Salisbury, Wiltshire  -  The Cathedral Close

Click on photos below to enlarge
Notes in italics from Wiltshire by Nikolaus Pevsner Revised by Bridget Cherry (1975)
Yale University Press, New Haven and London


It may well be said that Salisbury's is the most beautiful of English closes ... with moreover houses of absorbing architectural interest. The Salisbury Close has more such houses than any other; that is certain.

Most of the houses in the Close are in the West Walk and the North Walk which emanate from the Green in the north-west corner (full name Choristers' Green). The Green, shown above, is the first part of the Close when entering through the North Gate from the High Street.  

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North Gate, looking into the Close, and out.  Perp. Four-centred arch to the N. Traceried spandrels. Quatrefoil frieze. Two small upper windows. Another panelled and quatrefoiled frieze. Battlements with shields. To the inside niche for a statue now inhabited by Edward VII. Here also fragments of Old Sarum, diaper and zigzag.

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Nos.39-46, the Matrons' College, established by (bishop) Seth Ward in 1682 and quite possibly designed and approved by Wren, ... Low, of two storeys, with a hipped roof. Thirteen bays and projecting two-bay wings. Two-light mullioned windows with frames flat except for a slight outer moulding. In the wings dormers with circular windows. Doorway with a segmental pediment on brackets. Above, inscription cartouche with open scrolly pediment. Steep top pediment with coat of arms and garlands. Octagonal glazed lantern. ...

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East side of The Green.  No.38 has a late-C18 doorway, but inside a large wall-painting of the  mid C17 ...  No.36 is Georgian, of five bays and two storeys, with a hipped roof. Wide stone doorway with Tuscan pilasters and pediment.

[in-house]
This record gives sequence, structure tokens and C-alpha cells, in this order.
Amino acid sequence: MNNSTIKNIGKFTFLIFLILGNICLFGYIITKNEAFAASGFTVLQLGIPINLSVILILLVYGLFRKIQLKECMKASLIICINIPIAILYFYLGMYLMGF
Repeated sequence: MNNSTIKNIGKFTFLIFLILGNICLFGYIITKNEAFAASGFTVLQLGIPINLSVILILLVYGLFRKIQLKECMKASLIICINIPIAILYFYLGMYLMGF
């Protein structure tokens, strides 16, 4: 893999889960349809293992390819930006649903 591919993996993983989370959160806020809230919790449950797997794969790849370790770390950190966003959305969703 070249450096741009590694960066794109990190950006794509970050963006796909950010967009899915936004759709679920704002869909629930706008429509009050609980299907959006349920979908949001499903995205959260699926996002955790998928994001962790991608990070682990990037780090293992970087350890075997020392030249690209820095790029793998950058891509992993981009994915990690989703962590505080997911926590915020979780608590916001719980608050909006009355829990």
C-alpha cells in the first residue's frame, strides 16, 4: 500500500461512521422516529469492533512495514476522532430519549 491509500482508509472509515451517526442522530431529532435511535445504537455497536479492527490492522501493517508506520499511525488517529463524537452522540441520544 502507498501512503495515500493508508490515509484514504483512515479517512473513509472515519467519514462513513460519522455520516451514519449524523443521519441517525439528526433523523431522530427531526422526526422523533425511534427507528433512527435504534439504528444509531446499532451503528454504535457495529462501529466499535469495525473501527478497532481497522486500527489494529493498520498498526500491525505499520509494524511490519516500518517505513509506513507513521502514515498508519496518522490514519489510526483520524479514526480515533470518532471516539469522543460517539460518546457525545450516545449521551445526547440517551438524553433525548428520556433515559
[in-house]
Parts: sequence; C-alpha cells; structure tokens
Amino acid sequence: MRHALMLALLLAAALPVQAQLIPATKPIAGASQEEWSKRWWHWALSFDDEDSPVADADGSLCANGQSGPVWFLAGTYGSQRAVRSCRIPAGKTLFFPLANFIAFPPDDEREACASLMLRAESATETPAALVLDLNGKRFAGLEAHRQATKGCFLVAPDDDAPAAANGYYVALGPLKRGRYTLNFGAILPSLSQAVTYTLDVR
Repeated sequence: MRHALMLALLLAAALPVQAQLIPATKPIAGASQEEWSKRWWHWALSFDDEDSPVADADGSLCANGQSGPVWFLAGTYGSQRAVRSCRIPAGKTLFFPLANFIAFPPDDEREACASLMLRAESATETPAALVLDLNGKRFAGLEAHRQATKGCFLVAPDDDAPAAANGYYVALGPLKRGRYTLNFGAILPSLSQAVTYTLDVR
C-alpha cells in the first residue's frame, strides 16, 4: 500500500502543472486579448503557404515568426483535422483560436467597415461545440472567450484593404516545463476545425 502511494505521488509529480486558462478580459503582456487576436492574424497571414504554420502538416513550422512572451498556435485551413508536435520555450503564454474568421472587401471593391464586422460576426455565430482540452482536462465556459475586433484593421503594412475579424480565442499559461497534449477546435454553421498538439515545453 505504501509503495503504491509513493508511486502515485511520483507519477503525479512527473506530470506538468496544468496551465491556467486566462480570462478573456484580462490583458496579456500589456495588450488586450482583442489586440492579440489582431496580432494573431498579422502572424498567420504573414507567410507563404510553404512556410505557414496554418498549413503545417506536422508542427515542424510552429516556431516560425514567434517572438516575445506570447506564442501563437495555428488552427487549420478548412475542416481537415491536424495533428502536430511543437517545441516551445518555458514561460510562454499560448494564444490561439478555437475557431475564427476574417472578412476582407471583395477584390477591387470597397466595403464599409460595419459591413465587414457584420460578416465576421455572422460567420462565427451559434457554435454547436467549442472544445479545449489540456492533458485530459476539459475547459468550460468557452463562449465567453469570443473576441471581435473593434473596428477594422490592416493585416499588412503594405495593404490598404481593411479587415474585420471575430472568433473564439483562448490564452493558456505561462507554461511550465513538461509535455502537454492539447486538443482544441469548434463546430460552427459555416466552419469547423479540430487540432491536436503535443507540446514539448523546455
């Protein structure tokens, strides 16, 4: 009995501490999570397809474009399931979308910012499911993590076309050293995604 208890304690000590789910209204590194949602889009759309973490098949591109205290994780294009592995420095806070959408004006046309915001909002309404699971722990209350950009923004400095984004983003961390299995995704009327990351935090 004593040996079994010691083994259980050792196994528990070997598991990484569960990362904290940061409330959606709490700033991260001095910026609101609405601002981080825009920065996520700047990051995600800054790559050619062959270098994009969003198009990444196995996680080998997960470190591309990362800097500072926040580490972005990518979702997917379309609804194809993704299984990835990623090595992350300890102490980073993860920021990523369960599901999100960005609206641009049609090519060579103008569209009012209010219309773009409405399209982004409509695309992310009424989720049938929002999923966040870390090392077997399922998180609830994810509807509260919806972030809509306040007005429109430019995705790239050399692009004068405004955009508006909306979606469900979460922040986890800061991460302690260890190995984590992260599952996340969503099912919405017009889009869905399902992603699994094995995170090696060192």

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South side of The Green. No. 34 faces E with two early Victorian bargeboarded gables. No.35 has C16 to C17 brick and stonework to the N.

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North side of The Green. In the middle, Mompesson House is dated 1701 on a rainwater head. It is ashlar-faced, of seven bays, with a hipped roof. The windows to the l. and r. of the centre are narrower. Doorway with big open segmental pediment filled with garlands. It rests on brackets. The window above has side scrolls and garlands. Fine gatepiers, iron gates and iron railings. The other sides of the house are brick. ... 

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To the left of Mompesson House (first two pictures).  No.55 is C18, of five bays and with a big three-bay pediment. Segment-headed doorway.
No.54, the Hungerford Chantry; but there is nothing medieval left. Five bays, two storeys, parapet, brick, simple doorway with pediment.
To the right of Mompesson House (last two pictures). The r. wing of Mompesson House, which is of brick, five bays long, and has a panelled parapet. Later doorway with Doric pilasters, a metope frieze, and a pediment. Later also the lunette window and broken pediment above the archway.
The stables of Mompesson House. They appear to be late C17. Five bays, two storeys, brick, cross-windows below, mullioned windows above. Hipped roof. Arched doorway with rusticated surround re-set. It was originally in the large archway to the left of the house. This also has a rusticated surround. The window above the doorway is elaborately framed, with an open scrolly top. The large archway now belongs to the r. wing of Mompesson House.